The impact of a yearlong professional development intervention on physical education teachers’ psychosocial perceptions was investigated. Experienced mentor teachers (n = 15) were paired with inexperienced protégé teachers (n = 15) who helped them learn how to teach a health-related physical education curriculum (i.e., the Exemplary Physical Education Curriculum). Using the theory of planned behavior as the guiding theory, it was hypothesized that teachers would experience favorable increases in various psychological constructs (e.g., attitude) and variables reflecting the social culture of their schools (e.g., administrator’s perceptions) as compared with control teachers (n = 17). A variety of statistically significant main and interaction effects with mean scores in expected directions were found. In general, mentors and protégés developed a more positive view of their own psychological state (e.g., perceived behavioral control) and of the immediate school social environment (i.e., support from administrators and fellow teachers). The significant results, combined with meaningful effect sizes, supported the effectiveness of this intervention.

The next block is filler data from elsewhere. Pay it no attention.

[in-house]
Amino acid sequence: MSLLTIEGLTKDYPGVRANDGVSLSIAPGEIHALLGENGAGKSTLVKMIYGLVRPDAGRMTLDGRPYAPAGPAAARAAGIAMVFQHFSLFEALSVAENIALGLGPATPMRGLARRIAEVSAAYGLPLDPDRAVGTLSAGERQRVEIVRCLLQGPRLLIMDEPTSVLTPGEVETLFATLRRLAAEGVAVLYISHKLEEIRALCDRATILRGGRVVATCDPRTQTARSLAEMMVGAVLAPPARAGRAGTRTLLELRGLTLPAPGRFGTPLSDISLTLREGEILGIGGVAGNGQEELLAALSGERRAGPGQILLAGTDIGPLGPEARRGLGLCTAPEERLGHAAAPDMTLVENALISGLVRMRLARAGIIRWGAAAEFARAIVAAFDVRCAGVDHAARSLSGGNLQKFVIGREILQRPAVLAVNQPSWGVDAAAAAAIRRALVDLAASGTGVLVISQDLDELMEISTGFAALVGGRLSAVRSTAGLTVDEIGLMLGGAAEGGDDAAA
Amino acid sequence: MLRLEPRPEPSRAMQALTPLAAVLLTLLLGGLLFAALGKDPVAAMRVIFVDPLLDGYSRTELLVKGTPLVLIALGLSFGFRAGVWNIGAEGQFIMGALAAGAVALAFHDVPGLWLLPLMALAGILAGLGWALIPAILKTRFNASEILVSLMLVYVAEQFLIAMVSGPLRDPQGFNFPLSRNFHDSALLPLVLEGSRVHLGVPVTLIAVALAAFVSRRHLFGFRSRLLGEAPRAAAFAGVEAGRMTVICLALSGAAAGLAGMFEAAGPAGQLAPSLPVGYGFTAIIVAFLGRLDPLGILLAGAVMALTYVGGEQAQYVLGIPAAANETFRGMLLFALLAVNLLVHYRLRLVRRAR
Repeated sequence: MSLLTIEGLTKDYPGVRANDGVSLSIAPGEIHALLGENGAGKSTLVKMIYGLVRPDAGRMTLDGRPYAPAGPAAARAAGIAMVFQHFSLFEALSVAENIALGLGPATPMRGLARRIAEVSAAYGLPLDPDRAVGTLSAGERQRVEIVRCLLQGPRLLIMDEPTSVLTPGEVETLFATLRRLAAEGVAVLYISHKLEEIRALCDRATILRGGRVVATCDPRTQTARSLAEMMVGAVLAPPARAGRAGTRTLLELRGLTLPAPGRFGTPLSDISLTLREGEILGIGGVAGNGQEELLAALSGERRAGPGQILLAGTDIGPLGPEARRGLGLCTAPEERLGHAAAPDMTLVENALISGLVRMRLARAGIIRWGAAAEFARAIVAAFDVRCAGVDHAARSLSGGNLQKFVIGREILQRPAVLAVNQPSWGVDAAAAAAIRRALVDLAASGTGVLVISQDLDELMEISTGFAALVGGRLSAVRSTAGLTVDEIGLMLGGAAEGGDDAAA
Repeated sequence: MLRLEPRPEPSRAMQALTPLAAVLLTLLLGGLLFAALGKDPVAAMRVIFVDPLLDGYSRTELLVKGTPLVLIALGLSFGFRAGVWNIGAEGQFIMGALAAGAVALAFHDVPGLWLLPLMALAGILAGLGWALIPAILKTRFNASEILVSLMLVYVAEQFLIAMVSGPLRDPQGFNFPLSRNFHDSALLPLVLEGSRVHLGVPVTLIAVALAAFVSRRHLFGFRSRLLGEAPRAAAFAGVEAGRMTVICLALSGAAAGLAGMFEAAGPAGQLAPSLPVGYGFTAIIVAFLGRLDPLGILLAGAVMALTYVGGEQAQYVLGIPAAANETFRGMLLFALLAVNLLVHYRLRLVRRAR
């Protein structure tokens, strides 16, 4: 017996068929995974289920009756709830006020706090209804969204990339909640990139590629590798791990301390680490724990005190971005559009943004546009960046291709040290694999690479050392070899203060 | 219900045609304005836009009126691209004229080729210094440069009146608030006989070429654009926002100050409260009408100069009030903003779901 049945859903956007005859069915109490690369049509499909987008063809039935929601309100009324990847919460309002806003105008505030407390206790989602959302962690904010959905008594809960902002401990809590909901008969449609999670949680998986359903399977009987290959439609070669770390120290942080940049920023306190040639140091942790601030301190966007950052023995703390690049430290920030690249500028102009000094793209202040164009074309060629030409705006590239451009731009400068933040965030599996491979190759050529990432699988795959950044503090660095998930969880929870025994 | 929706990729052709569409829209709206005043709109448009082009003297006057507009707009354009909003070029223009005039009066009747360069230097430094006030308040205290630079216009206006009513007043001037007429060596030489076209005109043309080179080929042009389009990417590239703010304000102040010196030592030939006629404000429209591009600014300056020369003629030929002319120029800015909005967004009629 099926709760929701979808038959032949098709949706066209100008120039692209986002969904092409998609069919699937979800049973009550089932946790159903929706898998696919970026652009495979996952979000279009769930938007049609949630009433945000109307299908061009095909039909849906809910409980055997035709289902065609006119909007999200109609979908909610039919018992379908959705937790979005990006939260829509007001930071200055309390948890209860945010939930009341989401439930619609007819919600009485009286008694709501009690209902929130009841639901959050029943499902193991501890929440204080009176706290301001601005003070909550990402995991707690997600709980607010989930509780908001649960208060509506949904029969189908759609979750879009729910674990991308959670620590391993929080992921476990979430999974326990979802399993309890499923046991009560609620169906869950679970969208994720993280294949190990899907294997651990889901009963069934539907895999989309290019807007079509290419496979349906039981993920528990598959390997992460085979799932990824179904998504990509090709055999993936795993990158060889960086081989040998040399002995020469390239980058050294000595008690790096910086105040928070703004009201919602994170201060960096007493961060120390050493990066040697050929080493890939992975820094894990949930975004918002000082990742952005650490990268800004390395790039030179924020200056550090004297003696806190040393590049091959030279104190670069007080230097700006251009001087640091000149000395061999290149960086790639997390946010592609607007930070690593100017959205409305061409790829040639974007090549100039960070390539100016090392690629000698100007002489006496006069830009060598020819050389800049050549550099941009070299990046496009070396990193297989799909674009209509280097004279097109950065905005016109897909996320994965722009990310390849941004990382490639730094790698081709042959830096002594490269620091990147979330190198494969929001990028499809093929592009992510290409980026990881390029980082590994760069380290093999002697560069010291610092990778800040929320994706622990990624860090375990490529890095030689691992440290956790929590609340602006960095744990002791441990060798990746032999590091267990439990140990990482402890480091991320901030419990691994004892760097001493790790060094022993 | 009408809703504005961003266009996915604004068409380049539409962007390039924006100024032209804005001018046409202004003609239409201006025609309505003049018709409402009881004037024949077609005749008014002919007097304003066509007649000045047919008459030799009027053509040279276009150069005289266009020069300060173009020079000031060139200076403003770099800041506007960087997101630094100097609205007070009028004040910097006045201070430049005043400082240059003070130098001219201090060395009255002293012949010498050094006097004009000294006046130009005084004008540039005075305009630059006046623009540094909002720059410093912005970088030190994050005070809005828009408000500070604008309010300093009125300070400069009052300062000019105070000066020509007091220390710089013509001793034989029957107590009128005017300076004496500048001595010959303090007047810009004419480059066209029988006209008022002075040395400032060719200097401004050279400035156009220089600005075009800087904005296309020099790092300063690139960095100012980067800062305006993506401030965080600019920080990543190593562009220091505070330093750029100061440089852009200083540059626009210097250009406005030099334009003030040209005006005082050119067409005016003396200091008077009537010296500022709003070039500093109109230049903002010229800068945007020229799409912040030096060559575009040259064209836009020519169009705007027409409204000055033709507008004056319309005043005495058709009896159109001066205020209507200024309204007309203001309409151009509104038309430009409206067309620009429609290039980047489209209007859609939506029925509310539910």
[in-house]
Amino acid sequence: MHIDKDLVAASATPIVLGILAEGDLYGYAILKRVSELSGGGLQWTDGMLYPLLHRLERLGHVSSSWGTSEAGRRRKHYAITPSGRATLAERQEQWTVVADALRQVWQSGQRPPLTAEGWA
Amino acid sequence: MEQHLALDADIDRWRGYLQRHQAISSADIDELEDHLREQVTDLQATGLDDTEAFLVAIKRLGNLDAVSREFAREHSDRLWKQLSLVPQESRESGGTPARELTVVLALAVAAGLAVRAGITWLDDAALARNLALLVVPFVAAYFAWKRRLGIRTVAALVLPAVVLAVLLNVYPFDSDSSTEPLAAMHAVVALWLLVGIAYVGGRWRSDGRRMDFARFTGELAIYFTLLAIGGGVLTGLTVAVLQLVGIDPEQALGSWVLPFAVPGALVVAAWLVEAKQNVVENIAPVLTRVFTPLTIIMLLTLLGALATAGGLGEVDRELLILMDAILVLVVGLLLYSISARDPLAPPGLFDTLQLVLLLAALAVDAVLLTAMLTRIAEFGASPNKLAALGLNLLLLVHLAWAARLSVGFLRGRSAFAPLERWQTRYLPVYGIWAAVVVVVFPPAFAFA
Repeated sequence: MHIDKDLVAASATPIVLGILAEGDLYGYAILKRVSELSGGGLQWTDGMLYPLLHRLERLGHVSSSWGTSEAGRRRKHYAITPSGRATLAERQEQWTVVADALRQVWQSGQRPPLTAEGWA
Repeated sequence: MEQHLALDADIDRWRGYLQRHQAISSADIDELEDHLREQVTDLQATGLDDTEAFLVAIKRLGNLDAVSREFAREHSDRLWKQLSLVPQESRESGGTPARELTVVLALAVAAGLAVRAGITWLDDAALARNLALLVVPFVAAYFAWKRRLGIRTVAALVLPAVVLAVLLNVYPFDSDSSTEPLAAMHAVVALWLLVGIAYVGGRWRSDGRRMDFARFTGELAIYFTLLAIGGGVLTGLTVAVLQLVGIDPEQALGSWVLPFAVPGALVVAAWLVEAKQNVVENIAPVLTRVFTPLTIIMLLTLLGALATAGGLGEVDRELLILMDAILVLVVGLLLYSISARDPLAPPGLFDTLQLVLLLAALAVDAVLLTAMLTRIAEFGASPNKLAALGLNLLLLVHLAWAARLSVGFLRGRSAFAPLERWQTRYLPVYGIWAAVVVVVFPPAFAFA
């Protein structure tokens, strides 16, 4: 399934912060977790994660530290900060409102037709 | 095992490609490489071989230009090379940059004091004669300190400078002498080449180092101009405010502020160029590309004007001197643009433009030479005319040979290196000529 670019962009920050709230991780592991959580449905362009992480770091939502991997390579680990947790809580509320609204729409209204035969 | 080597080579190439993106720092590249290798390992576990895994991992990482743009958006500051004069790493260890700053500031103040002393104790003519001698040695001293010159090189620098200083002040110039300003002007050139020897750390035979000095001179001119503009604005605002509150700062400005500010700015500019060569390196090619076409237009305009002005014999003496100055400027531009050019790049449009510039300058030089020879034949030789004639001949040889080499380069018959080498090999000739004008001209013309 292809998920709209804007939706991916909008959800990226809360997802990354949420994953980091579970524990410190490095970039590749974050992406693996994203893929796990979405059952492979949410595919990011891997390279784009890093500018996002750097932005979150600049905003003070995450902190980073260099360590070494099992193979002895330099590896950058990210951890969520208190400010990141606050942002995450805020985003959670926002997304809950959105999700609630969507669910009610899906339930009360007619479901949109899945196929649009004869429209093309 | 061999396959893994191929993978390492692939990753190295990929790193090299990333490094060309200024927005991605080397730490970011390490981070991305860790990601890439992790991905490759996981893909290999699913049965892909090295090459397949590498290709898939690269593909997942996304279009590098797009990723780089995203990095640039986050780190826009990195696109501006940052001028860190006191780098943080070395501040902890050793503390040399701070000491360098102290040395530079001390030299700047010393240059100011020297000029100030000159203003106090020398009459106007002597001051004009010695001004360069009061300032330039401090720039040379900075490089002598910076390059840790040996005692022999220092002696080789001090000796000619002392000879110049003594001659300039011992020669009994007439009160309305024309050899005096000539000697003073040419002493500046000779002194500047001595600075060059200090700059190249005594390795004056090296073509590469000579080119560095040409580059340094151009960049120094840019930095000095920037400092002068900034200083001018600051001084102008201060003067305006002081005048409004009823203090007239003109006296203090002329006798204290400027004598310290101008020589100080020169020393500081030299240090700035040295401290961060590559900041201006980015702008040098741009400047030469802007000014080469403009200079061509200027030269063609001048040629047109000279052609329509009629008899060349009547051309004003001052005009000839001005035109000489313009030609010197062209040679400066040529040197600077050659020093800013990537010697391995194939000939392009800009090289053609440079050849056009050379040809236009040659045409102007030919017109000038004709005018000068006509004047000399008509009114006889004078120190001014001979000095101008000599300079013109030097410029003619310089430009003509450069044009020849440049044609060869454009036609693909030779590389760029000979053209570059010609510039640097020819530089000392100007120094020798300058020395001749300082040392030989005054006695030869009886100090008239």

Hodges Kulinna is with the Physical Education Department, Arizona State University, Mesa, AZ; McCaughtry and Martin are with Kinesiology, Health, and Sport Studies, Wayne State University, Detroit, MI; Cothran is with the Kinesiology Department, Indiana University, Bloomington, IN; and Faust is with Health, PE, Recreation & Dance, Eastern Michigan University, Ypsilanti, MI.